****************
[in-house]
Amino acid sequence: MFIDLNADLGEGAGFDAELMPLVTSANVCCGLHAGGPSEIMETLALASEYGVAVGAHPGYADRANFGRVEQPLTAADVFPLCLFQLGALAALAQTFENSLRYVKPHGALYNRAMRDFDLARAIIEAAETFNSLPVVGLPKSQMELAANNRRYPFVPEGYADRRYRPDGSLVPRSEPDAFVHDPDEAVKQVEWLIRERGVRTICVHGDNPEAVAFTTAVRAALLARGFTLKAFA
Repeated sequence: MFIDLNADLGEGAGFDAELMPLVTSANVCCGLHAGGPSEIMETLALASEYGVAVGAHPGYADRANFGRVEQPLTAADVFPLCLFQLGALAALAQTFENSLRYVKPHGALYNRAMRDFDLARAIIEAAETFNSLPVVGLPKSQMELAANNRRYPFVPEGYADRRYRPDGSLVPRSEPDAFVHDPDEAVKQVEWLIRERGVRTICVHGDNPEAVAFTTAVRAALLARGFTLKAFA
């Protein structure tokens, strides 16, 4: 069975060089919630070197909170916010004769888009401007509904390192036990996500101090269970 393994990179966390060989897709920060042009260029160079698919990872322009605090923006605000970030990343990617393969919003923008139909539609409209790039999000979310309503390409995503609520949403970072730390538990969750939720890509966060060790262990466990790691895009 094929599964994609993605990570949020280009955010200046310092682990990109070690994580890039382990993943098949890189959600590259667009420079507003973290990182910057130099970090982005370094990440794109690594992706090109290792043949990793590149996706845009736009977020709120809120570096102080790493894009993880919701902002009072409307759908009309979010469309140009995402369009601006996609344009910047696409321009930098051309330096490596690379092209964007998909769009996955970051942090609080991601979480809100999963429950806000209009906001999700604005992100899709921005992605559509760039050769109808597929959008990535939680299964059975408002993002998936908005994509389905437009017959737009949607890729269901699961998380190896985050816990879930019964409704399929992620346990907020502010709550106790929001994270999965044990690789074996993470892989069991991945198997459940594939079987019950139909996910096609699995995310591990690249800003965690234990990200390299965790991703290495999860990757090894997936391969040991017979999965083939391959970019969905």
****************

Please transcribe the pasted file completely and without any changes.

[in-house]
Amino acid sequence: MFIDLNADLGEGAGFDAELMPLVTSANVCCGLHAGGPSEIMETLALASEYGVAVGAHPGYADRANFGRVEQPLTAADVFPLCLFQLGALAALAQTFENSLRYVKPHGALYNRAMRDFDLARAIIEAAETFNSLPVVGLPKSQMELAANNRRYPFVPEGYADRRYRPDGSLVPRSEPDAFVHDPDEAVKQVEWLIRERGVRTICVHGDNPEAVAFTTAVRAALLARGFTLKAFA
Repeated sequence: MFIDLNADLGEGAGFDAELMPLVTSANVCCGLHAGGPSEIMETLALASEYGVAVGAHPGYADRANFGRVEQPLTAADVFPLCLFQLGALAALAQTFENSLRYVKPHGALYNRAMRDFDLARAIIEAAETFNSLPVVGLPKSQMELAANNRRYPFVPEGYADRRYRPDGSLVPRSEPDAFVHDPDEAVKQVEWLIRERGVRTICVHGDNPEAVAFTTAVRAALLARGFTLKAFA
């Protein structure tokens, strides 16, 4: 069975060089919630070197909170916010004769888009401007509904390192036990996500101090269970 393994990179966390060989897709920060042009260029160079698919990872322009605090923006605000970030990343990617393969919003923008139909539609409209790039999000979310309503390409995503609520949403970072730390538990969750939720890509966060060790262990466990790691895009 094929599964994609993605990570949020280009955010200046310092682990990109070690994580890039382990993943098949890189959600590259667009420079507003973290990182910057130099970090982005370094990440794109690594992706090109290792043949990793590149996706845009736009977020709120809120570096102080790493894009993880919701902002009072409307759908009309979010469309140009995402369009601006996609344009910047696409321009930098051309330096490596690379092209964007998909769009996955970051942090609080991601979480809100999963429950806000209009906001999700604005992100899709921005992605559509760039050769109808597929959008990535939680299964059975408002993002998936908005994509389905437009017959737009949607890729269901699961998380190896985050816990879930019964409704399929992620346990907020502010709550106790929001994270999965044990690789074996993470892989069991991945198997459940594939079987019950139909996910096609699995995310591990690249800003965690234990990200390299965790991703290495999860990757090894997936391969040991017979999965083939391959970019969905």